A new generation of artificial intelligence (AI) models can produce “creative” images on-demand based on a text prompt. The likes of Imagen, MidJourney, and DALL-E 2 are beginning to change the way creative content is made with implications for copyright and intellectual property.
While the output of these models is often striking, it’s hard to know exactly how they produce their results. Last week researchers in the US made the intriguing claim that the DALL-E 2 model might have invented its own secret language to talk about objects.
DALLE-2 has a secret language.
“Apoploe vesrreaitais” means birds.
“Contarra ccetnxniams luryca tanniounons” means bugs or pests.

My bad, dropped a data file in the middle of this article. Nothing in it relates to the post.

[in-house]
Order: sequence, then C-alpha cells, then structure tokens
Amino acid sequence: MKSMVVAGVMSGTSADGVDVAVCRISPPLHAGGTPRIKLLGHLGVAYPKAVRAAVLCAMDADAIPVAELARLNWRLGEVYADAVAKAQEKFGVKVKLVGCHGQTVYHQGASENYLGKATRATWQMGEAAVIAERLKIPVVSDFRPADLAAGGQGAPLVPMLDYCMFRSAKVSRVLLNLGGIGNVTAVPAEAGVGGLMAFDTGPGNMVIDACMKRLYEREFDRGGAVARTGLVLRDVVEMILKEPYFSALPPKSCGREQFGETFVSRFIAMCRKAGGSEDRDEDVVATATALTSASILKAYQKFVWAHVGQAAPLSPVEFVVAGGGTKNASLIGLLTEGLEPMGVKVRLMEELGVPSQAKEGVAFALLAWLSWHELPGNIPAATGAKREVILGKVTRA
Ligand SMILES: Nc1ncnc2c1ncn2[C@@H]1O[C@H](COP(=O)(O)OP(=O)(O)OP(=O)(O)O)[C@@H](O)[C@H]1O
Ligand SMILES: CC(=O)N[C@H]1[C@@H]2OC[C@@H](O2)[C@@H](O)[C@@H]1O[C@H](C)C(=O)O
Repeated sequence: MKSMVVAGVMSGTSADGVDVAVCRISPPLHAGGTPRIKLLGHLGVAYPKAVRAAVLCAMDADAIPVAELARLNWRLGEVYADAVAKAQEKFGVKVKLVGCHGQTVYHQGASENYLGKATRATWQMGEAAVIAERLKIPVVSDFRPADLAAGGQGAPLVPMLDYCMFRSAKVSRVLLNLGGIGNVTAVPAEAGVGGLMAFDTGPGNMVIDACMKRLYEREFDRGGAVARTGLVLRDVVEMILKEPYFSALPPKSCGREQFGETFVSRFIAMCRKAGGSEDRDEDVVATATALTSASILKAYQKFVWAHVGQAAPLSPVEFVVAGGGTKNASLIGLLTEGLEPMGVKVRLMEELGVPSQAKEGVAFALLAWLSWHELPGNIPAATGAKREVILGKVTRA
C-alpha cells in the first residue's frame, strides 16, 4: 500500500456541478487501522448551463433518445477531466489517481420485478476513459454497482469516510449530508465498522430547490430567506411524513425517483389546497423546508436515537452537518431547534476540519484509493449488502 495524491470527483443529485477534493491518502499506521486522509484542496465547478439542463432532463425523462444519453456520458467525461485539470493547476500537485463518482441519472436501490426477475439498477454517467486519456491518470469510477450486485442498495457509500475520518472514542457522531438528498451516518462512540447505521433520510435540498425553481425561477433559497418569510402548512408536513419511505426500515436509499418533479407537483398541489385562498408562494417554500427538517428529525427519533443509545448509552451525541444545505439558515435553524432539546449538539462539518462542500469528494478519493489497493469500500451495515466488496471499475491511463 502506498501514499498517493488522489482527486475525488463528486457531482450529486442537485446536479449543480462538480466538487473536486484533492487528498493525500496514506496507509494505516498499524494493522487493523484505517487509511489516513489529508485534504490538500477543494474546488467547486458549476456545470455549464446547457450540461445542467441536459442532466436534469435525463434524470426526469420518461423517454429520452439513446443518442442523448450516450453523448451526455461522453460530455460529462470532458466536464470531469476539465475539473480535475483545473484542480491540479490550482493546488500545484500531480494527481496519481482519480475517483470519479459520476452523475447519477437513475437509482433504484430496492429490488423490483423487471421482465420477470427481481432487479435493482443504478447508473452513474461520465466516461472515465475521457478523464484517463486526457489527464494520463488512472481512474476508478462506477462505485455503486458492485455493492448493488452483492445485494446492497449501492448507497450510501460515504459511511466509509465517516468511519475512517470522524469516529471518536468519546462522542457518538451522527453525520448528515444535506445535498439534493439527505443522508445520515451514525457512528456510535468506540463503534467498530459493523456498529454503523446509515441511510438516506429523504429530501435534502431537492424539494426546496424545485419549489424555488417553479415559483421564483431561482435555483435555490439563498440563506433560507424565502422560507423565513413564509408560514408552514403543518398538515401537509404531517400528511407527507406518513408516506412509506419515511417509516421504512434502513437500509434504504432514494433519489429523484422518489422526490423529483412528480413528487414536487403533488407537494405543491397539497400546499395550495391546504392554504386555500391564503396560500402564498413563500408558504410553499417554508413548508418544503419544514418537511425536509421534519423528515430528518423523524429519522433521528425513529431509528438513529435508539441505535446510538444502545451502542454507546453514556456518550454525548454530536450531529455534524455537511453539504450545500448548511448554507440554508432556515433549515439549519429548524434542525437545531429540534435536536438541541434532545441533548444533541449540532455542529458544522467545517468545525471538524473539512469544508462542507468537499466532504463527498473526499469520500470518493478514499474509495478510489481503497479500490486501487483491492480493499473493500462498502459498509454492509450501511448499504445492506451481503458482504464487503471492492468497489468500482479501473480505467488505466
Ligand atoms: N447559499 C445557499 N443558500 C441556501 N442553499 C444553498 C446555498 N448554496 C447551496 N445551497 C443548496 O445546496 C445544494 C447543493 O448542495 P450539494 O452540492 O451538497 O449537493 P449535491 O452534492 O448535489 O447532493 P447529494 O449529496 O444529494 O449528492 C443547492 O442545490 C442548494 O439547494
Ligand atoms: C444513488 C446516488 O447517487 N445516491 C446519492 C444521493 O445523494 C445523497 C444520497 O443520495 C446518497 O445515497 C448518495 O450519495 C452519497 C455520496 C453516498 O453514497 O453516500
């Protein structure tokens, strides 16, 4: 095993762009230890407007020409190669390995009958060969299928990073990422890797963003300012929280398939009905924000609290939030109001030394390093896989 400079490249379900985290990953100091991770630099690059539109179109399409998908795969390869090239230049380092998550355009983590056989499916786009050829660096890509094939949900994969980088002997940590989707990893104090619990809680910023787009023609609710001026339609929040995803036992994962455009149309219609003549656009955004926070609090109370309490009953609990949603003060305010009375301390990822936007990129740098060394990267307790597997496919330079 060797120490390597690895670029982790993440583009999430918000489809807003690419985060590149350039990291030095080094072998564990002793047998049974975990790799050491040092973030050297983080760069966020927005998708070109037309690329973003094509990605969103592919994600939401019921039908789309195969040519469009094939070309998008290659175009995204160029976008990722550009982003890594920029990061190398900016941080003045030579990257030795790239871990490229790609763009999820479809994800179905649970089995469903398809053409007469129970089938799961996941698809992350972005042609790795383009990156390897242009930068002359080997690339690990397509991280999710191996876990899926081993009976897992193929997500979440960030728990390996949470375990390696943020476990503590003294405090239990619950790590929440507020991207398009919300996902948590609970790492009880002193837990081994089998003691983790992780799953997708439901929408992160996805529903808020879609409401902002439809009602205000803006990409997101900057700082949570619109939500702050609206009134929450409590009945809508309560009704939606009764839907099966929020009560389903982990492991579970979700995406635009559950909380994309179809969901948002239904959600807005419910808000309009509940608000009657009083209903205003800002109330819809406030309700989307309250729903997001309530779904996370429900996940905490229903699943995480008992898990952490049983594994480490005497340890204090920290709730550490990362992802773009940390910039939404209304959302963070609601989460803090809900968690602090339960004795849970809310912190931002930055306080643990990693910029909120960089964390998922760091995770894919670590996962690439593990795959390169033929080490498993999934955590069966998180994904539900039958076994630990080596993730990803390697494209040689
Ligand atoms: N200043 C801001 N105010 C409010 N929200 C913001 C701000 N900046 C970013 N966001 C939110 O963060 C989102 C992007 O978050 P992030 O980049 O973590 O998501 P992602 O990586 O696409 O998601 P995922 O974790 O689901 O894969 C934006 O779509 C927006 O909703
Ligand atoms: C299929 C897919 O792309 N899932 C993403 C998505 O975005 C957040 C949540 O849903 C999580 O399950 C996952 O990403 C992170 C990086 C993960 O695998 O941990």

The prompt: “Apoploe vesrreaitais eating Contarra ccetnxniams luryca tanniounons” gives images of birds eating bugs.
A thread (1/n)🧵 pic.twitter.com/VzWfsCFnZo
— Giannis Daras (@giannis_daras) May 31, 2022
By prompting DALL-E 2 to create images containing text captions, then feeding the resulting (gibberish) captions back into the system, the researchers concluded DALL-E 2 thinks Vicootes means “vegetables”, while Wa ch zod rea refers to “sea creatures that a whale might eat”.
These claims are fascinating, and if true, could have important security and interpretability implications for this kind of large AI model. So what exactly is going on?